Sometimes it’s difficult to see how everything connects until you pull back, get a bit of distance. I’m sitting here listening to the world from my room in Cartagena with three beds – one for me, one for my clothes (freshly laundered), one for the ants, whose presence I have accepted – trying to synthesize the events of the last 12 days into some kind of coherent narrative, while also allowing my body to recover from whatever invaded its hallowed pathways. Water is not always just water, but a whole universe of life that can carry you off, pull you under, or keep you locked up right where you are. The body is fragile and reveals all truth but the mind finds its subterfuge.
It’s Caribbean-hot but thank god for the breeze and the air conditioning; I have both working for me at the moment but still I feel pressed down by heat. I have a drink in each hand as Carmen -- the housekeeper, laundress, cook and administrator of all things domestic at the Casa del Jardin -- instructed me to drink the guava juice she made for me, and Alka Seltzer.
A couple of weeks ago, I rose from New York City with the sun and stopped in Panama City and Bogota before reaching the northern coast of Colombia. An hour’s drive at dusk brought me back to the sea, to the lush coastal finca of two glorious human beings, Yos and Claudia. They bought the land in the days when the guerilla activity in Colombia posed a much greater threat than it does today (however controversial the right-wing President Uribe may be, most people credit him with ‘cleaning up’ Colombia) and have been its faithful protectors and shepherds for the last 15 years, creating an oasis of warmth and natural beauty for people who enjoy walking around barefoot, bathing by the light of the moon and living without doors or windows. I was there last March with a group of yogis from New York – and decided to return this year on my own. As it happened, my arrival coincided with another yoga retreat taking place at the finca – an ageless and other-worldly teacher named Diego was its leader, his Pocohontas-beautiful girlfriend Marcela the organizer, and the students flew in from Bogota for a long weekend.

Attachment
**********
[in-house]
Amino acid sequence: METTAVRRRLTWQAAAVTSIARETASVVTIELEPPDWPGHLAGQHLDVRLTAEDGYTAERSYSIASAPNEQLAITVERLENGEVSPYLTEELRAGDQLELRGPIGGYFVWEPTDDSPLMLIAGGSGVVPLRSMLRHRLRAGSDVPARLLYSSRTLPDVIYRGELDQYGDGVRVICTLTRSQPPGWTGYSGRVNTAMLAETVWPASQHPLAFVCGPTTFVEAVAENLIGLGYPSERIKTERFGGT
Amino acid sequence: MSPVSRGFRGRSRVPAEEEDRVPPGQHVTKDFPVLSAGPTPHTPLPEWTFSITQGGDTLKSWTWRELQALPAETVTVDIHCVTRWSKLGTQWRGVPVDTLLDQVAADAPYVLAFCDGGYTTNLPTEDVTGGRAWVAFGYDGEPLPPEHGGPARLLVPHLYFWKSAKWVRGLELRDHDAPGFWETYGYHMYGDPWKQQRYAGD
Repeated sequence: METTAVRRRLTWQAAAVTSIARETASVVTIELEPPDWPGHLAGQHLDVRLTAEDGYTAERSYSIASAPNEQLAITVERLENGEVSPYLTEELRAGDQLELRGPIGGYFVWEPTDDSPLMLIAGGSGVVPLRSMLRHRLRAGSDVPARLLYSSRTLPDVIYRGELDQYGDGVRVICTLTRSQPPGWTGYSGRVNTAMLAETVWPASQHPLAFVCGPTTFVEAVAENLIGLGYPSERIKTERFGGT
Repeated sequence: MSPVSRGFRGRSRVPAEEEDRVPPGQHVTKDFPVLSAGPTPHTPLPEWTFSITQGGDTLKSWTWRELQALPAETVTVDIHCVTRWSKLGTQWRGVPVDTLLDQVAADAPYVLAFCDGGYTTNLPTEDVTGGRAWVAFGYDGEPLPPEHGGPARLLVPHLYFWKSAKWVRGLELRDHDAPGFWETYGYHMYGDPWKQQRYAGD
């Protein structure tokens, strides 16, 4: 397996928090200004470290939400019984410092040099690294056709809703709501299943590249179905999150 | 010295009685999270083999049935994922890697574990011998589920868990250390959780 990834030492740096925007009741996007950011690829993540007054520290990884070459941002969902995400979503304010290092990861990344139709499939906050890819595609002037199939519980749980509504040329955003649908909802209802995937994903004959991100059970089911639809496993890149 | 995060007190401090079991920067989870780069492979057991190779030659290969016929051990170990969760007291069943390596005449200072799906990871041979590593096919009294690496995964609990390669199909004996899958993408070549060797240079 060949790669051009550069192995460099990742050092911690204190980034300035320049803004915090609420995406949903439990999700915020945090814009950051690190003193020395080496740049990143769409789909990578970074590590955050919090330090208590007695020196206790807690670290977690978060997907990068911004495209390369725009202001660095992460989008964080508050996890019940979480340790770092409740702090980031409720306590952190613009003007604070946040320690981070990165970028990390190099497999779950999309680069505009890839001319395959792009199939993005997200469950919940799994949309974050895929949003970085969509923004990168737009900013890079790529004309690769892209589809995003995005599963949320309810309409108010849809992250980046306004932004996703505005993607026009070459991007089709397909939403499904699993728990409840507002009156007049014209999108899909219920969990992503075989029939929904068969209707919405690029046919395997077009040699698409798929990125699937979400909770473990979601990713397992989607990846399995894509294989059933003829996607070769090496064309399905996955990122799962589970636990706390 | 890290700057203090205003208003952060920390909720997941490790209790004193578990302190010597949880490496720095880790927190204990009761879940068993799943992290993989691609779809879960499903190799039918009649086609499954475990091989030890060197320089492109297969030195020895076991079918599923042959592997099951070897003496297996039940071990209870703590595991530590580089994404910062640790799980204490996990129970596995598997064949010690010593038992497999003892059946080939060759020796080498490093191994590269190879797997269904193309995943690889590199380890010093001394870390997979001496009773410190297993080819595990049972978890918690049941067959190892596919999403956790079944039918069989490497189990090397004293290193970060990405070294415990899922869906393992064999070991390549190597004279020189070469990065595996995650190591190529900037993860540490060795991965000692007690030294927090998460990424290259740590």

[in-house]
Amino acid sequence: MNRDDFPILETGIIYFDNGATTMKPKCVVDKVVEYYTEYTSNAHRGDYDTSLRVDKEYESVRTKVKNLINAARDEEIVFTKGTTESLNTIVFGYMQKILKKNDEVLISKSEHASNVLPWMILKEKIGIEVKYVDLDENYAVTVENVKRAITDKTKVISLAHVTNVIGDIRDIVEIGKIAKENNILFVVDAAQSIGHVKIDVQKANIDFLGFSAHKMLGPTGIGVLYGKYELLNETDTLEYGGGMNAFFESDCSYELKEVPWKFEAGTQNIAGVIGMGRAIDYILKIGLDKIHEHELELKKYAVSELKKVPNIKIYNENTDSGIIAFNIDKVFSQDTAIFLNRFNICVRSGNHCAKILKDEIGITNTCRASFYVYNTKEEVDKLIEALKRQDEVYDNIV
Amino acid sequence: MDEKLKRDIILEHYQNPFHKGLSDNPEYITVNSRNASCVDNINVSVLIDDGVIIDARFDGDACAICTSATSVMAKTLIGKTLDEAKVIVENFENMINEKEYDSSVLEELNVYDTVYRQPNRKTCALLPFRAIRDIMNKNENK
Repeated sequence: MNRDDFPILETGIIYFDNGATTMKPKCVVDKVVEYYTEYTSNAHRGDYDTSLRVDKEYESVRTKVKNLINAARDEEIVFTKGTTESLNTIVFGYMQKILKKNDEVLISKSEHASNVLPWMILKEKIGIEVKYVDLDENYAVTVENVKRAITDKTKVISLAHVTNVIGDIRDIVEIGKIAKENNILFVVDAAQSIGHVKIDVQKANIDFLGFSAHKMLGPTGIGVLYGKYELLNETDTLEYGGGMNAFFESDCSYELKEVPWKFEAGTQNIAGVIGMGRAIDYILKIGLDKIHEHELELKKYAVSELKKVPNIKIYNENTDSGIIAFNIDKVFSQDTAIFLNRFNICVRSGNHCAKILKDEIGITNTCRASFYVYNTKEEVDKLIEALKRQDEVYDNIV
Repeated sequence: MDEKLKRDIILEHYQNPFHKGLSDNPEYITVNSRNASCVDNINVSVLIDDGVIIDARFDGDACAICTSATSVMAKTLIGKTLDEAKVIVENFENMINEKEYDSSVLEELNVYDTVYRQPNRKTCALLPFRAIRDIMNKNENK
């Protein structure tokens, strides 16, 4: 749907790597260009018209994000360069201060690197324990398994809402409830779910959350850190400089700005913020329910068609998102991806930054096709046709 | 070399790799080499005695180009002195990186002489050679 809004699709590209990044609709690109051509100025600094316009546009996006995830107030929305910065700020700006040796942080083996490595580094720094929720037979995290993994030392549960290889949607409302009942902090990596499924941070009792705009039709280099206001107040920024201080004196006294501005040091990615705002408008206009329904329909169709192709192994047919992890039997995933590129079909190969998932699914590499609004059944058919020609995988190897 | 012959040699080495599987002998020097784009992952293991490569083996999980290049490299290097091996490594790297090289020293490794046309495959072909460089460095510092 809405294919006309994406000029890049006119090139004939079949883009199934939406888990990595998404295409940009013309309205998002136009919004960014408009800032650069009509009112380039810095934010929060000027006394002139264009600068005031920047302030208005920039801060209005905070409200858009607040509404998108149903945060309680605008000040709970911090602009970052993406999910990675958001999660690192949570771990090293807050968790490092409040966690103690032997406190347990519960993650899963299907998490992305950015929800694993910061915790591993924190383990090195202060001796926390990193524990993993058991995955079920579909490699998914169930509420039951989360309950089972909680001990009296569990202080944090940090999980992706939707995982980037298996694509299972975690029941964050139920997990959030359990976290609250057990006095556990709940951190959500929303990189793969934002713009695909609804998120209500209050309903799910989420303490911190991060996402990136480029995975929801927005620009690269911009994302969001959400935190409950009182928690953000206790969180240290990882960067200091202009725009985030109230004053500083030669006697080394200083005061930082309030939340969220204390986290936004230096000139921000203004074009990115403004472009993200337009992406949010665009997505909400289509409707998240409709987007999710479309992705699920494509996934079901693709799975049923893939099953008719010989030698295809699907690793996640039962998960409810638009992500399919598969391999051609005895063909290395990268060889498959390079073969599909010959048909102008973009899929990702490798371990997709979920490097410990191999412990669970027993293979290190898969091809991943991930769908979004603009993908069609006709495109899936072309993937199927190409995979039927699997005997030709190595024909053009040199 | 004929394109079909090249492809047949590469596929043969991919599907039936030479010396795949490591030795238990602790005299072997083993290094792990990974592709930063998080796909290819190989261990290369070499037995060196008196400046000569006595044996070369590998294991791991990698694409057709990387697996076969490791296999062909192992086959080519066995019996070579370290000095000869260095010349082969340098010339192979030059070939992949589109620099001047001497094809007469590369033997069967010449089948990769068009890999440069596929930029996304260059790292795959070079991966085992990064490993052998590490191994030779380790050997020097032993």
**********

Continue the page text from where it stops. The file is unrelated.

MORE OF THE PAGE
With Diego it felt more like a reunion than a meeting, like we had known each other for years or were hatched from the same egg or something – though you wouldn’t think it from looking at us. Diego is small and lithe with gigantic dreds (channels, as he calls them) and looks almost more Asiatic than Colombian. He was adopted so actually it could be that he emerged from a huge crystal somewhere in Tibet; I wouldn't be surprised. Diego and Yos and I spent my first evening talking about ritualistic drug use while the mosquitos initiated me, and then came the rains – the thunder’s explosive greeting harmonizing with lightning that set the sky ablaze. I got a jump-start on my gringa tan the next day, while the Bogotanos arrived in the evening. It was dark when they began to file in and I was reading in a hammock as they sat down together to eat a late dinner and get to know each other – listening to their voices, their laughter, their questions and answers. It seemed like they knew each other already, but I’m beginning to think this is something different about Latin American culture. I felt a bit shy to meet people in the dark so I kept my distance but attended Diego’s introduction in the open-air yoga room on the beach that night, then retired early to rest for our 6am meditation.